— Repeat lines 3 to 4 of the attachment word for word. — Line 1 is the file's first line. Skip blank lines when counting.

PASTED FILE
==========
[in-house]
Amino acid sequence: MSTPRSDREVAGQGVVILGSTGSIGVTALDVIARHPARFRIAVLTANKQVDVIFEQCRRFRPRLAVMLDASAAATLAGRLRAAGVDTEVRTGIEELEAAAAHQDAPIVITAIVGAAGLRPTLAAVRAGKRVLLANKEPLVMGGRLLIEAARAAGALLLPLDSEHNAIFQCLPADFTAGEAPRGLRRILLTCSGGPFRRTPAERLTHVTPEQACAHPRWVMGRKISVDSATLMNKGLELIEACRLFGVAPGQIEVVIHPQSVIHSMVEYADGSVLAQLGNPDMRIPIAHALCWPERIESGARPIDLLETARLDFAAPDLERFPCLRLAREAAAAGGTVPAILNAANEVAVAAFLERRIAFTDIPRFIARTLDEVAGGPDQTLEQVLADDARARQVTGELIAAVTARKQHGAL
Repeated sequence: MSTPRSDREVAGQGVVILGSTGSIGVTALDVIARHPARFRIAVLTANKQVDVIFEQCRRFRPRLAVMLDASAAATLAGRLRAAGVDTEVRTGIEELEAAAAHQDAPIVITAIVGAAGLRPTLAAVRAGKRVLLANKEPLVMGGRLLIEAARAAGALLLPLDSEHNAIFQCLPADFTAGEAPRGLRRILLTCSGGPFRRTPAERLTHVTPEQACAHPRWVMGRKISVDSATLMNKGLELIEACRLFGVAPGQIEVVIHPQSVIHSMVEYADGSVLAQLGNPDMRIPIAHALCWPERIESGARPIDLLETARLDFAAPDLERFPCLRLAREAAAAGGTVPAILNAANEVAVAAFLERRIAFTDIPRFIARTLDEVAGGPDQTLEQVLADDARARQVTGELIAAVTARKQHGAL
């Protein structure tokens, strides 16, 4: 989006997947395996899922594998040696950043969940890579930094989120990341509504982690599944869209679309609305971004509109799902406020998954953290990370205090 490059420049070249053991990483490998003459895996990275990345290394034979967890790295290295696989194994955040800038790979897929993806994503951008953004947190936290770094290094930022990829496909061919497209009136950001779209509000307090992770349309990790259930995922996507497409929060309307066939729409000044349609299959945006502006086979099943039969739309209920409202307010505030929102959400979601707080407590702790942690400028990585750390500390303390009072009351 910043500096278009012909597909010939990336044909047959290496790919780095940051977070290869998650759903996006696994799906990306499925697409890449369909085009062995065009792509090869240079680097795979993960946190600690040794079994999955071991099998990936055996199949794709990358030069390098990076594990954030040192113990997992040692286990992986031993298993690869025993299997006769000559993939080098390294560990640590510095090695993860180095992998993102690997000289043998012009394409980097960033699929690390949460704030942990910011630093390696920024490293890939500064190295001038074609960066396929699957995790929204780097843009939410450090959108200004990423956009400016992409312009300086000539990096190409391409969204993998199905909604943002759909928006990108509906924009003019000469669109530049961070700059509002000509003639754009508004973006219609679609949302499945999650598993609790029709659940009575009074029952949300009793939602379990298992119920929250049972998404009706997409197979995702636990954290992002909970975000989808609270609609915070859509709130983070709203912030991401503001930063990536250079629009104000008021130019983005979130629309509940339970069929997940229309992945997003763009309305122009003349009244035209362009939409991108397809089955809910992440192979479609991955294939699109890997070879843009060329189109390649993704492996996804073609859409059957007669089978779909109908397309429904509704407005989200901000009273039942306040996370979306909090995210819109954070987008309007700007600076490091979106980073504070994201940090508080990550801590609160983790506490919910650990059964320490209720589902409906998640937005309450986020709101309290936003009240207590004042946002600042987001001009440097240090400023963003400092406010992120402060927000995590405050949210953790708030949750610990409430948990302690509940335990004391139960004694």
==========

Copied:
Repeated sequence: MSTPRSDREVAGQGVVILGSTGSIGVTALDVIARHPARFRIAVLTANKQVDVIFEQCRRFRPRLAVMLDASAAATLAGRLRAAGVDTEVRTGIEELEAAAAHQDAPIVITAIVGAAGLRPTLAAVRAGKRVLLANKEPLVMGGRLLIEAARAAGALLLPLDSEHNAIFQCLPADFTAGEAPRGLRRILLTCSGGPFRRTPAERLTHVTPEQACAHPRWVMGRKISVDSATLMNKGLELIEACRLFGVAPGQIEVVIHPQSVIHSMVEYADGSVLAQLGNPDMRIPIAHALCWPERIESGARPIDLLETARLDFAAPDLERFPCLRLAREAAAAGGTVPAILNAANEVAVAAFLERRIAFTDIPRFIARTLDEVAGGPDQTLEQVLADDARARQVTGELIAAVTARKQHGAL
């Protein structure tokens, strides 16, 4: 989006997947395996899922594998040696950043969940890579930094989120990341509504982690599944869209679309609305971004509109799902406020998954953290990370205090 490059420049070249053991990483490998003459895996990275990345290394034979967890790295290295696989194994955040800038790979897929993806994503951008953004947190936290770094290094930022990829496909061919497209009136950001779209509000307090992770349309990790259930995922996507497409929060309307066939729409000044349609299959945006502006086979099943039969739309209920409202307010505030929102959400979601707080407590702790942690400028990585750390500390303390009072009351 910043500096278009012909597909010939990336044909047959290496790919780095940051977070290869998650759903996006696994799906990306499925697409890449369909085009062995065009792509090869240079680097795979993960946190600690040794079994999955071991099998990936055996199949794709990358030069390098990076594990954030040192113990997992040692286990992986031993298993690869025993299997006769000559993939080098390294560990640590510095090695993860180095992998993102690997000289043998012009394409980097960033699929690390949460704030942990910011630093390696920024490293890939500064190295001038074609960066396929699957995790929204780097843009939410450090959108200004990423956009400016992409312009300086000539990096190409391409969204993998199905909604943002759909928006990108509906924009003019000469669109530049961070700059509002000509003639754009508004973006219609679609949302499945999650598993609790029709659940009575009074029952949300009793939602379990298992119920929250049972998404009706997409197979995702636990954290992002909970975000989808609270609609915070859509709130983070709203912030991401503001930063990536250079629009104000008021130019983005979130629309509940339970069929997940229309992945997003763009309305122009003349009244035209362009939409991108397809089955809910992440192979479609991955294939699109890997070879843009060329189109390649993704492996996804073609859409059957007669089978779909109908397309429904509704407005989200901000009273039942306040996370979306909090995210819109954070987008309007700007600076490091979106980073504070994201940090508080990550801590609160983790506490919910650990059964320490209720589902409906998640937005309450986020709101309290936003009240207590004042946002600042987001001009440097240090400023963003400092406010992120402060927000995590405050949210953790708030949750610990409430948990302690509940335990004391139960004694």